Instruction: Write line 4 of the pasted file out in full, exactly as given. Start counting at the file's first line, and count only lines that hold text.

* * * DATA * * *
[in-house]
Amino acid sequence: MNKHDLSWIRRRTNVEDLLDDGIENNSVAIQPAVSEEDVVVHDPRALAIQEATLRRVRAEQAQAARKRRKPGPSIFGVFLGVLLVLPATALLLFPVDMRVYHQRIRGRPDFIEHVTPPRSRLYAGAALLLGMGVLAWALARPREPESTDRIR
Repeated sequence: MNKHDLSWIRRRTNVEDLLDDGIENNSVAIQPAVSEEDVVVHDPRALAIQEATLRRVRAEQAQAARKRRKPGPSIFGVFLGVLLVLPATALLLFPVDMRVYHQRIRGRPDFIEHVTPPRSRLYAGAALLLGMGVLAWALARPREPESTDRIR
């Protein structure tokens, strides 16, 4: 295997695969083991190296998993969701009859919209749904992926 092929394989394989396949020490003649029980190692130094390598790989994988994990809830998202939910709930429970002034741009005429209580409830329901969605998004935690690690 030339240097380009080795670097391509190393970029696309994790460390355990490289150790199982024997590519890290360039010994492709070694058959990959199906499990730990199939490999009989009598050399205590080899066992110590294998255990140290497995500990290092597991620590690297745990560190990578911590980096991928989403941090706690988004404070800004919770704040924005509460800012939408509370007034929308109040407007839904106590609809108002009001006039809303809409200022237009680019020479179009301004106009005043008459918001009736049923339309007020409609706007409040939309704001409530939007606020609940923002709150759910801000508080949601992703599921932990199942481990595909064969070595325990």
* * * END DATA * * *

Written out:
């Protein structure tokens, strides 16, 4: 295997695969083991190296998993969701009859919209749904992926 092929394989394989396949020490003649029980190692130094390598790989994988994990809830998202939910709930429970002034741009005429209580409830329901969605998004935690690690 030339240097380009080795670097391509190393970029696309994790460390355990490289150790199982024997590519890290360039010994492709070694058959990959199906499990730990199939490999009989009598050399205590080899066992110590294998255990140290497995500990290092597991620590690297745990560190990578911590980096991928989403941090706690988004404070800004919770704040924005509460800012939408509370007034929308109040407007839904106590609809108002009001006039809303809409200022237009680019020479179009301004106009005043008459918001009736049923339309007020409609706007409040939309704001409530939007606020609940923002709150759910801000508080949601992703599921932990199942481990595909064969070595325990």